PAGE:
The landscape of the UK public sector is densely populated with semi-autonomous agencies. A recent review counted 1148 semi-autonomous public bodies connected to UK central government or the devolved administrations in Scotland, Wales and Northern Ireland (Farrugia and O’Connell 2008). The bodies are of different formal institutional types and include Non-Departmental Public Bodies (NDPBs), Executive Agencies, Special Health Authorities, Non-Ministerial Departments and Public Corporations. Taken as a whole they employ the vast majority of civil servants and perform a range of functions including the delivery of government services, the provision of independent advice and expertise, regulation of business and many other national-executive functions. While politicians or senior government officials have some input into staffing, goals, strategy and budgets, the bodies all operate at arm’s length from government ministers. The degree of autonomy varies between bodies and broad categories of semi-autonomous organizations. This chapter surveys the population of these bodies. However, it focuses largely on a revolution that has taken place in the last two decades in the use of executive agencies, a distinctive category of semi-autonomous public body which has come to dominate the structure of UK central government. These bodies now employ 50 per cent of all UK civil servants. Executive agencies have been classified as ‘semi-autonomous organizations…without legal independence but with some managerial autonomy’ and are less autonomous than bodies with formal statutory independence (James and van Thiel 2010) (Type 1 agencies as defined in Chapter 2 of this book).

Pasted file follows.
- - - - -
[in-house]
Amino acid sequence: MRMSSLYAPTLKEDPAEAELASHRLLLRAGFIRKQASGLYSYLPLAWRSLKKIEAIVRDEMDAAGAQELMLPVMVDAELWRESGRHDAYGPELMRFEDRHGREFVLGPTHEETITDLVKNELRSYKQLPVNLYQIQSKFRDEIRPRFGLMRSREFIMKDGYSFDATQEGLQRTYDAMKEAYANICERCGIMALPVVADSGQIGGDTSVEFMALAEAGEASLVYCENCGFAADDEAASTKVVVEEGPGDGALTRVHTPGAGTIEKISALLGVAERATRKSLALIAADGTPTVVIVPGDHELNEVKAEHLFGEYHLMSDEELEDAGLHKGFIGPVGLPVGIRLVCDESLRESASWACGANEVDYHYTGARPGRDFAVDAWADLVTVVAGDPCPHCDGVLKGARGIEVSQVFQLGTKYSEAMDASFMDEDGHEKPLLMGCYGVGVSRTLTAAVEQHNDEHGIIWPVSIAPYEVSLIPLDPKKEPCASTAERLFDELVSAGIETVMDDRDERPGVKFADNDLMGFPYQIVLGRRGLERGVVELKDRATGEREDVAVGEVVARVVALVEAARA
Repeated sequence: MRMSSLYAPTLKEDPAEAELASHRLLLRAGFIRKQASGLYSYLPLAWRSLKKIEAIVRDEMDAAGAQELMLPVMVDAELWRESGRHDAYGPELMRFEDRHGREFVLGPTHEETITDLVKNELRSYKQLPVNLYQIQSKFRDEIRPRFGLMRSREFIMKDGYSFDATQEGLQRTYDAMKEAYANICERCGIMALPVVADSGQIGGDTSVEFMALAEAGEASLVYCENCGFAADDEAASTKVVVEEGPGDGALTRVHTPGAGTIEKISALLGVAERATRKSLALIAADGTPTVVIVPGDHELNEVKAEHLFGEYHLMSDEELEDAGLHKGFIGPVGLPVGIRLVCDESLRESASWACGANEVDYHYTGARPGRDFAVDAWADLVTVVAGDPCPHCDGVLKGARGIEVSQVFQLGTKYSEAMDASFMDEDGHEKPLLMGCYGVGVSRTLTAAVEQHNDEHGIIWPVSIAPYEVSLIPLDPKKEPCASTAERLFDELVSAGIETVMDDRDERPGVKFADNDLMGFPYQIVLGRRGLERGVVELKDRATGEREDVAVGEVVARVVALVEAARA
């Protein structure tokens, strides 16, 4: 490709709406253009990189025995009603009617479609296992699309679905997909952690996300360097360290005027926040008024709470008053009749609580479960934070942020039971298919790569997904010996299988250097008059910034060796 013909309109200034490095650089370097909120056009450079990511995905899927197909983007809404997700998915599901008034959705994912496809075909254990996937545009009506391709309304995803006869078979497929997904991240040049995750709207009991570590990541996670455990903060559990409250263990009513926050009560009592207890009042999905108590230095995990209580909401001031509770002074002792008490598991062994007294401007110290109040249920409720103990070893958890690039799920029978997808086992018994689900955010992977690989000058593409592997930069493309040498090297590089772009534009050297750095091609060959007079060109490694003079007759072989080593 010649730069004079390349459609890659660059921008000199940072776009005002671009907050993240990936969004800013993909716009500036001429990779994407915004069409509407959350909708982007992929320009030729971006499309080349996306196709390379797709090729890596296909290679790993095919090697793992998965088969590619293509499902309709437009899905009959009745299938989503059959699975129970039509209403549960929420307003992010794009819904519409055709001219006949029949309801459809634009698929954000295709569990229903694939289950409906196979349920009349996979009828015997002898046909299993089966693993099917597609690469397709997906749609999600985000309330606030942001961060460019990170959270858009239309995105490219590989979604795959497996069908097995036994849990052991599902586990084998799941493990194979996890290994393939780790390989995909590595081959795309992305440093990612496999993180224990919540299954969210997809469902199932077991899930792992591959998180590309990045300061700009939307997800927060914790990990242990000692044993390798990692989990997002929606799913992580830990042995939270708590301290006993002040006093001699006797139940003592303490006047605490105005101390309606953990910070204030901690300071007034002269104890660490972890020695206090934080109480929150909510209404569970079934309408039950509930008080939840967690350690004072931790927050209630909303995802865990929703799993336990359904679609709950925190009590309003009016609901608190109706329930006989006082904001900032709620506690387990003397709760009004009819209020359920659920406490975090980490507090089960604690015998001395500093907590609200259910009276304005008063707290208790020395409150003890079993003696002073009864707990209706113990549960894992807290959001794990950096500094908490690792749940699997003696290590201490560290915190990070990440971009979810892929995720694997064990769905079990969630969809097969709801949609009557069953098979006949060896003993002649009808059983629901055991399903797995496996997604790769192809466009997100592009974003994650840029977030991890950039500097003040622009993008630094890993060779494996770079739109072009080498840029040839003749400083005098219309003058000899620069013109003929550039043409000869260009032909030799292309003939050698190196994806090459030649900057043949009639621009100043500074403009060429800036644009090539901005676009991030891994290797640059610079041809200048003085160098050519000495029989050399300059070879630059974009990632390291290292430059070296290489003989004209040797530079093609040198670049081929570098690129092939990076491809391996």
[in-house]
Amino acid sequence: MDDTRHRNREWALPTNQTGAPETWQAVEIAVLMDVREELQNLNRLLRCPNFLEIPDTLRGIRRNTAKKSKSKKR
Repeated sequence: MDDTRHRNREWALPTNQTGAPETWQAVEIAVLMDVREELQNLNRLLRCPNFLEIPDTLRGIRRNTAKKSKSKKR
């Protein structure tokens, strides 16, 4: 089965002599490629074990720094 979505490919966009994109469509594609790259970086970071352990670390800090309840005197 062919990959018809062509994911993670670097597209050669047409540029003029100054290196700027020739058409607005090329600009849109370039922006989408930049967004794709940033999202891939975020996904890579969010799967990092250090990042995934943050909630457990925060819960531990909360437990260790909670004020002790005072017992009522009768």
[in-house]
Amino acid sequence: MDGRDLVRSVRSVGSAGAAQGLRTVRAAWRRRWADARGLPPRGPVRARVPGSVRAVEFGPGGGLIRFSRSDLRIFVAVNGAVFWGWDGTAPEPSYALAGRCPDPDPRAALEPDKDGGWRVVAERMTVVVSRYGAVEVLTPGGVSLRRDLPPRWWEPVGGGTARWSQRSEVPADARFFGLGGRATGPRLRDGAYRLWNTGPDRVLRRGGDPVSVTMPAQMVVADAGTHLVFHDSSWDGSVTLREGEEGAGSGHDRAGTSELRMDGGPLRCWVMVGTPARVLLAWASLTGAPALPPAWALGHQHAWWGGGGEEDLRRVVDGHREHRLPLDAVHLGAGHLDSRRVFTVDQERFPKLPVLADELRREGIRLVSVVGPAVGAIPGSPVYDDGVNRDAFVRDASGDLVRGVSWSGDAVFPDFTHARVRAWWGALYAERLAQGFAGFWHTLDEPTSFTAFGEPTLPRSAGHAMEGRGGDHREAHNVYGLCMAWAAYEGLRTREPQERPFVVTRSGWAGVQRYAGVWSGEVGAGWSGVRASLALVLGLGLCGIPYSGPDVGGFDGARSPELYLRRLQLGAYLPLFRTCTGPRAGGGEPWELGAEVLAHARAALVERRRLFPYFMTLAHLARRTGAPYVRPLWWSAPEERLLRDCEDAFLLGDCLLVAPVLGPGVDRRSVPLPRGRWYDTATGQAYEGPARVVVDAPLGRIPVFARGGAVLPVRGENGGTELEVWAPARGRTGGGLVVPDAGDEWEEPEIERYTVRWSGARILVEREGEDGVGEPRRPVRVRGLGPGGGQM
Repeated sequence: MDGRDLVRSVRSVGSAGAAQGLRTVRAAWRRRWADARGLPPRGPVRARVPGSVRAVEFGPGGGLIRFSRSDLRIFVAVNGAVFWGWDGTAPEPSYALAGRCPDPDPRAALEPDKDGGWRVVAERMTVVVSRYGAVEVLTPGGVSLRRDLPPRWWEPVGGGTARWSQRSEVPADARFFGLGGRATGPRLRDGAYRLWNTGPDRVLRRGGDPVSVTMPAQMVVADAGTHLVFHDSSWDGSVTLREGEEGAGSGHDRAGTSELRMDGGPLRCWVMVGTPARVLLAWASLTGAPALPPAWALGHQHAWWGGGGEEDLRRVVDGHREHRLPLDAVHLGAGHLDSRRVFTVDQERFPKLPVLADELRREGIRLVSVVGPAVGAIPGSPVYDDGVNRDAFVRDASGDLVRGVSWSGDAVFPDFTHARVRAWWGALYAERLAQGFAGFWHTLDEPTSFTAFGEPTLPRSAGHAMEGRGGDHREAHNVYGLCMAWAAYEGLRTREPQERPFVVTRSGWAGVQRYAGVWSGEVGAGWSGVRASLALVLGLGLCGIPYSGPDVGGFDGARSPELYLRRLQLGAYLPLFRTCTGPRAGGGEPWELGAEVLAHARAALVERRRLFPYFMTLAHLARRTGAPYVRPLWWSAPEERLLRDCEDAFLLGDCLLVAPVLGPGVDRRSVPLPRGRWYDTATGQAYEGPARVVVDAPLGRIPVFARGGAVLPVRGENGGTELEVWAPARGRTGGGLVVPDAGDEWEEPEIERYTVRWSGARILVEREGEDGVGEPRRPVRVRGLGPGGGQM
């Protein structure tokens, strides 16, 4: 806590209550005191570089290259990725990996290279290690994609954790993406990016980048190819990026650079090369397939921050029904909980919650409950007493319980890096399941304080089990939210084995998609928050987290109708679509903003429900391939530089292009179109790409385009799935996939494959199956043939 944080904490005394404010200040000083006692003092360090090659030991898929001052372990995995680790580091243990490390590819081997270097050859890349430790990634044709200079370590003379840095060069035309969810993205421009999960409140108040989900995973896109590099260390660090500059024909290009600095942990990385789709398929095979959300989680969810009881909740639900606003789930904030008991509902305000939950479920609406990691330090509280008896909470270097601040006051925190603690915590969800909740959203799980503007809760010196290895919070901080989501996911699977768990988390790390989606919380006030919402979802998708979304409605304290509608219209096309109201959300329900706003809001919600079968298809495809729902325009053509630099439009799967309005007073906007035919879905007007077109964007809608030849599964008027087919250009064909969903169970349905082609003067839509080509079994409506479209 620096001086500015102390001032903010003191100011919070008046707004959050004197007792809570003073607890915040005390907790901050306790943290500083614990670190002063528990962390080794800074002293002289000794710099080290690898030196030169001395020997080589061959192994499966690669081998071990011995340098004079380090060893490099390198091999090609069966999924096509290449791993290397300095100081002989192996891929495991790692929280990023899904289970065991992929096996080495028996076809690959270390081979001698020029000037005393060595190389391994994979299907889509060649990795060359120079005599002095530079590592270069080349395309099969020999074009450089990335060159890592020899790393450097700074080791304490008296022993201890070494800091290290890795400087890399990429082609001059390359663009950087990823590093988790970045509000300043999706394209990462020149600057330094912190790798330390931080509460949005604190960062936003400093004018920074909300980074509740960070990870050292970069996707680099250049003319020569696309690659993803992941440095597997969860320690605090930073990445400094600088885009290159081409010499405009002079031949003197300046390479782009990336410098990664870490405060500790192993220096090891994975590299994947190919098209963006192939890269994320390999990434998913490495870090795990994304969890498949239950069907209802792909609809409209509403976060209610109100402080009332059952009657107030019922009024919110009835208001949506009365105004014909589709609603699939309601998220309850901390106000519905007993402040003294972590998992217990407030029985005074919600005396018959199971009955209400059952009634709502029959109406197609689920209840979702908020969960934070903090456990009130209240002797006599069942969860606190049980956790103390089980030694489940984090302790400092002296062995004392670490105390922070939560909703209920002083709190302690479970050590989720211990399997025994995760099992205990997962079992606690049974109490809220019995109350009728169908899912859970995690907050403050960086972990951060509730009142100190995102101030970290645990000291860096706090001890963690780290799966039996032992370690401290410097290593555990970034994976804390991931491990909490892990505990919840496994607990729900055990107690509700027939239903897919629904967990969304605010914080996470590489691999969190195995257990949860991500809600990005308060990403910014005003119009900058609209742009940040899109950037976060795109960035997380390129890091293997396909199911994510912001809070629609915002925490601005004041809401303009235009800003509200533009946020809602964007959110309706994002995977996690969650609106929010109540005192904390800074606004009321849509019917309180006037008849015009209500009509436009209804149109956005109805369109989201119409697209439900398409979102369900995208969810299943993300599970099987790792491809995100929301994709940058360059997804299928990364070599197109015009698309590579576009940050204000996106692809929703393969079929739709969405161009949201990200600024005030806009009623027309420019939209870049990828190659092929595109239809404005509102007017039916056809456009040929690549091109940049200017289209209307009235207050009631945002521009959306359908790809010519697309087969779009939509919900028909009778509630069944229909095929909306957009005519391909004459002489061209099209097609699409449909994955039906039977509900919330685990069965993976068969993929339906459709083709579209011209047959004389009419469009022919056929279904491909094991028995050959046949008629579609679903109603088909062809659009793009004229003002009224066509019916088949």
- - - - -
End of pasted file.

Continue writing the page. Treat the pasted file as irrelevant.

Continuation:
KeywordsCivil Servant Chief Executive Performance Target Public Body Executive Agency
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